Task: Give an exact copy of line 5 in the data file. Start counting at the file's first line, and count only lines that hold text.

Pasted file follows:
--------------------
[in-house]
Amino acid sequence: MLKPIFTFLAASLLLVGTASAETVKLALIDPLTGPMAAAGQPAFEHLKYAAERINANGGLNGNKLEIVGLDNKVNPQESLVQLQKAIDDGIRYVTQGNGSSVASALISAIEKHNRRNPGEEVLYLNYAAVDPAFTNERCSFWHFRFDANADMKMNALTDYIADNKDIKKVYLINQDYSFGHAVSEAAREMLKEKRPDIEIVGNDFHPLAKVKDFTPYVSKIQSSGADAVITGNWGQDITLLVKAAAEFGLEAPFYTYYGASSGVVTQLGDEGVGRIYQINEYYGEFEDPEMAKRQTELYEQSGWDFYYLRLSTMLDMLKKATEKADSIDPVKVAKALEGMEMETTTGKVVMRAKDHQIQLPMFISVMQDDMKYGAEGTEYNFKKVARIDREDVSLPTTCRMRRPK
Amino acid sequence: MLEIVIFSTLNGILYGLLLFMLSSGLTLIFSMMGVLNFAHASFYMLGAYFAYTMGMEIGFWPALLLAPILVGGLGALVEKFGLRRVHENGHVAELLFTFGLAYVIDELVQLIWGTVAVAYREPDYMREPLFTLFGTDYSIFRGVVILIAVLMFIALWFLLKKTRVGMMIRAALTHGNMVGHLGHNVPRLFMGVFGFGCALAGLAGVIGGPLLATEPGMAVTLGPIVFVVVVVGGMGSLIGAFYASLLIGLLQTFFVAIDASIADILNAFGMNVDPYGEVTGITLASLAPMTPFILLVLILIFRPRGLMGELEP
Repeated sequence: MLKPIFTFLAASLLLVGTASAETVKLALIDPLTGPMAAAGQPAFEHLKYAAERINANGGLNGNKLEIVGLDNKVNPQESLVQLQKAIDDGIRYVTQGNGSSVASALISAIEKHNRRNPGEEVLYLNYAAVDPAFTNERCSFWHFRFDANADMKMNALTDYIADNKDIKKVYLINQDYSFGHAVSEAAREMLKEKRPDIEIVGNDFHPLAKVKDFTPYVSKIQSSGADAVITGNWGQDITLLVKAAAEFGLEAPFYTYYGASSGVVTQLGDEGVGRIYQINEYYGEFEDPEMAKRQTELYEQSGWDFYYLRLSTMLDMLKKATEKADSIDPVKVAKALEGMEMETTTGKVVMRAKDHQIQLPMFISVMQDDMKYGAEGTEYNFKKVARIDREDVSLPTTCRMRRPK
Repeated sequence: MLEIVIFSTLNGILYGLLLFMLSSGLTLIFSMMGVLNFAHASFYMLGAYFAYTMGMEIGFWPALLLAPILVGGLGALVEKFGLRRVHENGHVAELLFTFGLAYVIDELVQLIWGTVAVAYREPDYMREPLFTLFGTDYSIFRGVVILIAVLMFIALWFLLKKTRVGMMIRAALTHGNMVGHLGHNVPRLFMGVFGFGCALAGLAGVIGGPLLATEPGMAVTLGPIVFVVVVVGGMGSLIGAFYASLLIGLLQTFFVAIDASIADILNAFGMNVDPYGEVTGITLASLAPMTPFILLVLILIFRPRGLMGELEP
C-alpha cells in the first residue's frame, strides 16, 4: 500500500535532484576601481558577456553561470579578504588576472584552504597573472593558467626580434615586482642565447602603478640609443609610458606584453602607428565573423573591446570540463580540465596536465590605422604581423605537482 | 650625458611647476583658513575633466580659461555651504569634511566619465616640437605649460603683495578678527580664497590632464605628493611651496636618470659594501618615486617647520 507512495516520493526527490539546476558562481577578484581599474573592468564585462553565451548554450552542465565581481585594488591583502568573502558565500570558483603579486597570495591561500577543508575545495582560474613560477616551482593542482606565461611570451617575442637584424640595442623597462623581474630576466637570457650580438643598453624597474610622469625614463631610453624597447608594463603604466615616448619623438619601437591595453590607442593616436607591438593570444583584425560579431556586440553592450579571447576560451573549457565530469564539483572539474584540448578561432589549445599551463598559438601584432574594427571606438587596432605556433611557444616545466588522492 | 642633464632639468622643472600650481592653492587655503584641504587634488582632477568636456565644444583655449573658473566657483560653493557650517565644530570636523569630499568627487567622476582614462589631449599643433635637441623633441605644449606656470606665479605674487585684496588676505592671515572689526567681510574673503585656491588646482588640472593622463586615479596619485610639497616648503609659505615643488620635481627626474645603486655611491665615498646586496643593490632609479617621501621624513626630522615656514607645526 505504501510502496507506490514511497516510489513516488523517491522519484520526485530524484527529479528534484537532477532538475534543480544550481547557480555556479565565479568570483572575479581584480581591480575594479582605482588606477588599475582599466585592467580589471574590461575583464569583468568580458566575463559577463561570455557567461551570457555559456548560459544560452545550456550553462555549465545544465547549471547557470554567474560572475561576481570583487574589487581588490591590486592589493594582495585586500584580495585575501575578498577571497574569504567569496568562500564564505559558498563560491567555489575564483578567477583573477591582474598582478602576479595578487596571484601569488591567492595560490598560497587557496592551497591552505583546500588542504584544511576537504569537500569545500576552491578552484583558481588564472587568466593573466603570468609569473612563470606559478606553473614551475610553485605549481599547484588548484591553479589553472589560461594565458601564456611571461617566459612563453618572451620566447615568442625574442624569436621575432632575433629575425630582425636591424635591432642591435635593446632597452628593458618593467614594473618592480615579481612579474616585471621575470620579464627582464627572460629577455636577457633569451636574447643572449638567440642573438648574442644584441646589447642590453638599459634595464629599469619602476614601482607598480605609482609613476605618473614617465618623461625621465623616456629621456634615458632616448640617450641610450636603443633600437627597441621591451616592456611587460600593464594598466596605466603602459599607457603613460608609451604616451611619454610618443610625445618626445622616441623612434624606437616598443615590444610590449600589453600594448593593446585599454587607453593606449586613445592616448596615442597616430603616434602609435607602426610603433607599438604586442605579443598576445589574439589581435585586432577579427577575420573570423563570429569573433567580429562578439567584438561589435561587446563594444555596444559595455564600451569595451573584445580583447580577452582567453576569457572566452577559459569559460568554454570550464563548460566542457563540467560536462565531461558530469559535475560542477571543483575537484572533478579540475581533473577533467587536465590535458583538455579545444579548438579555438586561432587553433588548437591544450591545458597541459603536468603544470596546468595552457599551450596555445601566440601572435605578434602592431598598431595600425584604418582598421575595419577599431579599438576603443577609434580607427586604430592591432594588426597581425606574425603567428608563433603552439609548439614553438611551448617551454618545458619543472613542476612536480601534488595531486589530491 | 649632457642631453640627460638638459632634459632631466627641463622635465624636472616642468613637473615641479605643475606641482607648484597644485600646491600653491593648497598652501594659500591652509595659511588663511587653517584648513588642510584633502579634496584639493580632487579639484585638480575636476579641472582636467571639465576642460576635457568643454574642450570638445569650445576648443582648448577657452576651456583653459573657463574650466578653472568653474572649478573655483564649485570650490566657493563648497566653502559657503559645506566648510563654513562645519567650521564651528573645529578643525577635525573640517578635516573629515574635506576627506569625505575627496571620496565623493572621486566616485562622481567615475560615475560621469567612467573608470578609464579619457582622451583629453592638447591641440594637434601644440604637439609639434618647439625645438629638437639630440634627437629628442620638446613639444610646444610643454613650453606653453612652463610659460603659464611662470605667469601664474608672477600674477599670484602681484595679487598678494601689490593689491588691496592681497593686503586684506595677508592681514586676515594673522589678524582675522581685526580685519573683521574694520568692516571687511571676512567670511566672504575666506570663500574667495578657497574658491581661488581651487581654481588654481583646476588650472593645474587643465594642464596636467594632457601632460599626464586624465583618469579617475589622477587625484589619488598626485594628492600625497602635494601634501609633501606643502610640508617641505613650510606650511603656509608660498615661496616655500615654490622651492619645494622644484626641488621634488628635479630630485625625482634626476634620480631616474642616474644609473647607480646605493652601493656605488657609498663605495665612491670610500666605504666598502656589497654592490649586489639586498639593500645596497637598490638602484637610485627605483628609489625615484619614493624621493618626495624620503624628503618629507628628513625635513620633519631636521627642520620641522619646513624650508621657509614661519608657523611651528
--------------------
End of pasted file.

Repeated sequence: MLEIVIFSTLNGILYGLLLFMLSSGLTLIFSMMGVLNFAHASFYMLGAYFAYTMGMEIGFWPALLLAPILVGGLGALVEKFGLRRVHENGHVAELLFTFGLAYVIDELVQLIWGTVAVAYREPDYMREPLFTLFGTDYSIFRGVVILIAVLMFIALWFLLKKTRVGMMIRAALTHGNMVGHLGHNVPRLFMGVFGFGCALAGLAGVIGGPLLATEPGMAVTLGPIVFVVVVVGGMGSLIGAFYASLLIGLLQTFFVAIDASIADILNAFGMNVDPYGEVTGITLASLAPMTPFILLVLILIFRPRGLMGELEP